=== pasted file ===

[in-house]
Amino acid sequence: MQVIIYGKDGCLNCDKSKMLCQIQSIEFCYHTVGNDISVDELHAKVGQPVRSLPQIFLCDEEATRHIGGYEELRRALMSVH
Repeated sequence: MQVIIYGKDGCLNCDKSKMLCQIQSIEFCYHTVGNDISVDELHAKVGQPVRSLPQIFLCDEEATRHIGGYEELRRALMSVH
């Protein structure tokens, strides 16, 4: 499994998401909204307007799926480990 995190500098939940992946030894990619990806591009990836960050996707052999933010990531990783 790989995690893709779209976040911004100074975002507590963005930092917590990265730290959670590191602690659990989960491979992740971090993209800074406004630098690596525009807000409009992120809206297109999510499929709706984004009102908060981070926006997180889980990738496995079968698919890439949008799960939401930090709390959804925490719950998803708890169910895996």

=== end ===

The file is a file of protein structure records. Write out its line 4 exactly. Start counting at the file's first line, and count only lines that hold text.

């Protein structure tokens, strides 16, 4: 499994998401909204307007799926480990 995190500098939940992946030894990619990806591009990836960050996707052999933010990531990783 790989995690893709779209976040911004100074975002507590963005930092917590990265730290959670590191602690659990989960491979992740971090993209800074406004630098690596525009807000409009992120809206297109999510499929709706984004009102908060981070926006997180889980990738496995079968698919890439949008799960939401930090709390959804925490719950998803708890169910895996």